When you’re at these events, ask professionals about themselves and their jobs. Networking is an important part of the job search process. It’s not just about meeting people who can help you find a job—it also allows you to get practice talking about yourself, your skills and what you want from your career. You never know who you will come across and how one conversation can lead to a ton of opportunities.
Ask people in the industry if they know of any open internships at their company or elsewhere in the field. Even if someone doesn’t know of any openings, ask if they would be happy to keep you in mind for future opportunities and steer the conversation to ask more about how they landed their current role (or anything else you’d like to know about them). They’ll appreciate that you took the time to learn about them and this will help you to build a genuine connection. Finding an internship can be as easy as having a chat like this.
Leverage Social Media To Find An Internship
Did you know you can make the most of social media sites to find an internship? Social media sites like LinkedIn, Facebook, Twitter and Instagram have a ton of advertised (and hidden) internship opportunities but you need to know how to tap into them.
We’ve already talked about using LinkedIn but did you know that Facebook is another useful place to find an internship if you search through job-specific groups? Many groups have been created for students and grads looking for entry-level jobs and internship opportunities. Join a bunch and introduce yourself with a post. Let the group know what kind of role you want and hopefully, you’ll connect with potential employers.
Other sites like Twitter (sorry, we obvs mean X) and Instagram can help you find an internship by using the search bar or tapping into hashtags. There will always be threads advertising roles and Instagram stories shouting about job opportunities.
Check With Your Friends
This might seem obvious but make sure your friends know you’re searching for an internship. And ask your friends to ask their friends!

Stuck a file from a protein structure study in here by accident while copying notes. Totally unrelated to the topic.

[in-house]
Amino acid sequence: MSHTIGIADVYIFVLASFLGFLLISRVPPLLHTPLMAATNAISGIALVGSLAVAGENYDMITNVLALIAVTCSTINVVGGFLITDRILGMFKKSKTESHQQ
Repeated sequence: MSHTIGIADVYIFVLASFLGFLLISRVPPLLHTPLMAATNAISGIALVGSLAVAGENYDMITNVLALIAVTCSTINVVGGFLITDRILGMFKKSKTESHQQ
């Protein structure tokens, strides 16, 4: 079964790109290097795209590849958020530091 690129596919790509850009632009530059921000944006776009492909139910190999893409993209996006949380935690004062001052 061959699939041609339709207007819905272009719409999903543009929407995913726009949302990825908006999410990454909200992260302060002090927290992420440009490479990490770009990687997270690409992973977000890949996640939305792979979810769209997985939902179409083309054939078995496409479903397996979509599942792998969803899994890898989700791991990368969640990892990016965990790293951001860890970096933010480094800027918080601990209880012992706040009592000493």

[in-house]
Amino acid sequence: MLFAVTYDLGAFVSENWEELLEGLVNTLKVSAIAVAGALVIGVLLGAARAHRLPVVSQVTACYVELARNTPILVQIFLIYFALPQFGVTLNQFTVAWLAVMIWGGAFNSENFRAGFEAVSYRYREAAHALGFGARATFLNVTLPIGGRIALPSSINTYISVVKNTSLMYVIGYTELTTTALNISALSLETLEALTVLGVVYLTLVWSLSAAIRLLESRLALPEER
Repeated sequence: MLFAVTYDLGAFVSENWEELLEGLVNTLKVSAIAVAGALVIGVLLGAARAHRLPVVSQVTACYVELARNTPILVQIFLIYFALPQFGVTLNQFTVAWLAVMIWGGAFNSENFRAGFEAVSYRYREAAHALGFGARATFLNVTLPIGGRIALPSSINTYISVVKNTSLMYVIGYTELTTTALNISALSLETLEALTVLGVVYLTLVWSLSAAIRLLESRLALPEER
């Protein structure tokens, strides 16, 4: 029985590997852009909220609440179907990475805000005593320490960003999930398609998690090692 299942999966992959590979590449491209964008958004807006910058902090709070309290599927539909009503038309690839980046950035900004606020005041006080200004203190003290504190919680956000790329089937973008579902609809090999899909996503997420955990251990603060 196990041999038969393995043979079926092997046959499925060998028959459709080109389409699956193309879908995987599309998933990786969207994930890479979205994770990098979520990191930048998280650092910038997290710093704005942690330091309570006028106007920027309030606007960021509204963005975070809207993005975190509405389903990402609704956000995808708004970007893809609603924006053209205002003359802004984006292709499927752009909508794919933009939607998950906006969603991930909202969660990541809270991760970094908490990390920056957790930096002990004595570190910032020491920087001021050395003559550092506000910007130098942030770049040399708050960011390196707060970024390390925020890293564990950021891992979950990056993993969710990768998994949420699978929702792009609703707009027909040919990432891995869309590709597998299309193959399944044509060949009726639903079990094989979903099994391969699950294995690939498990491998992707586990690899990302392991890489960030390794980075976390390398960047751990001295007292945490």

Your friends or coursemates may have just landed their first internship, seen something interesting online or have heard about a new opportunity from their lectures. Their parents may even be looking for interns at their company or their family may have connections that can help you find something. You’ll never know if you don’t ask!
Make The Most Of Careers Advisors
Are you taking advantage of the resources your uni is providing for you? Your career advisors are there for this exact reason – to help you find an internship or grad job – so make sure you’re visiting them.
Most schools have a career department that can help you find an internship, navigate the application process, choose the right internships for your needs, and prepare for interviews. These departments also often have a list of local companies that are looking for interns and connections within these companies that give you an upper hand.
Seek Out Volunteer Opportunities
Did you know a volunteer role can lead to an internship or even a grad job?
Volunteering is a great way to learn more about your chosen field, build skills and make quality connections. Not to mention, it’s the perfect way to get your foot in the door of a dream company – volunteering your time shows real passion and initiative which is something that basically every company wants to see in a new hire. Put this experience to use in your future internship applications to land that dream opportunity.
The internship search can seem competitive, and it’s important to remember that rejection is part of the process. Keep applying, refining your approach, and learning from each experience. If you’d like to talk to one of The Grad Soc team, grab your custard creams and book a free, 15-minute call to discuss any questions you might have. Remember, keep an open mind – if one way doesn’t work out, try another!